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  24.  4
    I–Stephen Makin.Stephen Makin - 2000 - Aristotelian Society Supplementary Volume 74 (1):143-161.
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  25.  41
    The Gender Question in Criminal Law*: STEPHEN J. SCHULHOFER.Stephen J. Schulhofer - 1990 - Social Philosophy and Policy 7 (2):105-137.
    Over the past decade, both the doctrine and the practice of criminal law have come under intensely critical review by feminist scholars and reformers. The territory under reexamination by or because of feminists spans the problems of women as witnesses, defendants, and prisoners in the criminal justice system; it extends to the situation of women as potential victims and offenders in diverse offense circumstances. Crimes in which the defendant or victim is typically female are predictable subjects of feminist concern, but (...)
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  26. The Uses of Argument.Stephen E. Toulmin - 1958 - Cambridge University Press.
    A central theme throughout the impressive series of philosophical books and articles Stephen Toulmin has published since 1948 is the way in which assertions and opinions concerning all sorts of topics, brought up in everyday life or in academic research, can be rationally justified. Is there one universal system of norms, by which all sorts of arguments in all sorts of fields must be judged, or must each sort of argument be judged according to its own norms? In The (...)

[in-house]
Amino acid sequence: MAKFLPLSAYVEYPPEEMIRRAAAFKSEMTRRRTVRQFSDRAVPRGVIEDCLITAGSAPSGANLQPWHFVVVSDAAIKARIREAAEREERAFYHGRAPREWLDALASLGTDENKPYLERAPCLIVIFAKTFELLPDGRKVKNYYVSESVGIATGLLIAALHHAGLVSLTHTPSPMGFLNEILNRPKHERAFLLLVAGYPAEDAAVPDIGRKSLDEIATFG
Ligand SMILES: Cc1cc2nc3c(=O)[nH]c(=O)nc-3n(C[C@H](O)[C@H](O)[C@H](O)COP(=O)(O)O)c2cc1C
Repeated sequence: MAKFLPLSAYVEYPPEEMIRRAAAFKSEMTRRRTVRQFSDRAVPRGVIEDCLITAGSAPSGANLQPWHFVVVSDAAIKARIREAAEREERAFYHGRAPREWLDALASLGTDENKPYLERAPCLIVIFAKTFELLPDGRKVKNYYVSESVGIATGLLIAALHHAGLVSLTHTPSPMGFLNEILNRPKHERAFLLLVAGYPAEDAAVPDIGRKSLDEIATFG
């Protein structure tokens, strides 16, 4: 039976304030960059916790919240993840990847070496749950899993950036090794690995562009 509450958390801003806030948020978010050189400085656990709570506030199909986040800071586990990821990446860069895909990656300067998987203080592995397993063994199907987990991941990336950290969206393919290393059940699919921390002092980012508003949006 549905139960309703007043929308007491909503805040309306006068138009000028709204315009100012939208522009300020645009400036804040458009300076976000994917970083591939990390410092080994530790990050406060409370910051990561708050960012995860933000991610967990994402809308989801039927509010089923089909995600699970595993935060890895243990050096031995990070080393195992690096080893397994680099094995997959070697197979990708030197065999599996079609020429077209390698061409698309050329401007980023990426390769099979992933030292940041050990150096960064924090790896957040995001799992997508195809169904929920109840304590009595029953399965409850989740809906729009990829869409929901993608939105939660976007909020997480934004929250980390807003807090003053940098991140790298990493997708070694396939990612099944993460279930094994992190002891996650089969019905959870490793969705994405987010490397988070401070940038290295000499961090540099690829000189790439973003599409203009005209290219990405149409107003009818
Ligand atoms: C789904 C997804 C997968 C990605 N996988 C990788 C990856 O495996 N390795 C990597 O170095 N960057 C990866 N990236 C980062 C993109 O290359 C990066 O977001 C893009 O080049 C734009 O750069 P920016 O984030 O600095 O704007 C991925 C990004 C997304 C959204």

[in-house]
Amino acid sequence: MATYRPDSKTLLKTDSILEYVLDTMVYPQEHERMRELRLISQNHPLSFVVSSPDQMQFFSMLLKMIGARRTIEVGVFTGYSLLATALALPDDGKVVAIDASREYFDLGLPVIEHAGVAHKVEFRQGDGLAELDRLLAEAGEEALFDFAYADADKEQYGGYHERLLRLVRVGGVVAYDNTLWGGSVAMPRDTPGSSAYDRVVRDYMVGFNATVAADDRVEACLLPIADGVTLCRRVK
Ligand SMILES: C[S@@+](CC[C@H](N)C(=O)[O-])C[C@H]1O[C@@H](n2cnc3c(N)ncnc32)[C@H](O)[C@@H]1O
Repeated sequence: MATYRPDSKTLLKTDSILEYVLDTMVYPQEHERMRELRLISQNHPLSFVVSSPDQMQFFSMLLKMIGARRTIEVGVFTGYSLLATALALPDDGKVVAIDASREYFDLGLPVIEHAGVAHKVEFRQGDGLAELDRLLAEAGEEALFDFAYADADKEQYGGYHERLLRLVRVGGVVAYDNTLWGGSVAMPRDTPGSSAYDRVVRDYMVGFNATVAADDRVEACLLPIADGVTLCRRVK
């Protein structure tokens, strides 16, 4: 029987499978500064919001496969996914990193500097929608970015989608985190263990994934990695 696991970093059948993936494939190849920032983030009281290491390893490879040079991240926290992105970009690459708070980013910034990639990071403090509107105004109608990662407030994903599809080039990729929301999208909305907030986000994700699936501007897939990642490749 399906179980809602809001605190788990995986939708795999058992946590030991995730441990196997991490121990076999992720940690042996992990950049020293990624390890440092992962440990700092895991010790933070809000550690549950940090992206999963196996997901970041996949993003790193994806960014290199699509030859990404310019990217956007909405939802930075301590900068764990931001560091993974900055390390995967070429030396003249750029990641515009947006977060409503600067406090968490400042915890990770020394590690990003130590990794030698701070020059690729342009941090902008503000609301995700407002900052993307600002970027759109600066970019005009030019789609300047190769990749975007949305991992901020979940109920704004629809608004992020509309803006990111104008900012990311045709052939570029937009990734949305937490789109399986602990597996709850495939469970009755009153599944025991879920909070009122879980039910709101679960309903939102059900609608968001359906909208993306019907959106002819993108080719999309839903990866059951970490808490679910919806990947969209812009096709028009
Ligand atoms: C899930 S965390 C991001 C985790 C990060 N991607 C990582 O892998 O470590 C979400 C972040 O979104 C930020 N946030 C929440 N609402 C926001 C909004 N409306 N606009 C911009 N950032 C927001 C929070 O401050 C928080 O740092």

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  27. Does Ontology Rest on a Mistake?Stephen Yablo - 1998 - Aristotelian Society Supplementary Volume 72 (1):229 - 283.
    [Stephen Yablo] The usual charge against Carnap's internal/external distinction is one of 'guilt by association with analytic/synthetic'. But it can be freed of this association, to become the distinction between statements made within make-believe games and those made outside them-or, rather, a special case of it with some claim to be called the metaphorical/literal distinction. Not even Quine considers figurative speech committal, so this turns the tables somewhat. To determine our ontological commitments, we have to ferret out all traces (...)
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  28.  23
    Wittgenstein and Connectionism: A Significant Complementarity?*: Stephen Mills.Stephen Mills - 1993 - Royal Institute of Philosophy Supplement 34:137-157.
    Between the later views of Wittgenstein and those of connectionism 1 on the subject of the mastery of language there is an impressively large number of similarities. The task of establishing this claim is carried out in the second section of this paper.
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  29. Mental Causation.Stephen Yablo - 1992 - Philosophical Review 101 (2):245-280.
  30.  81
    Return to Reason.Stephen Edelston Toulmin - 2001 - Harvard University Press.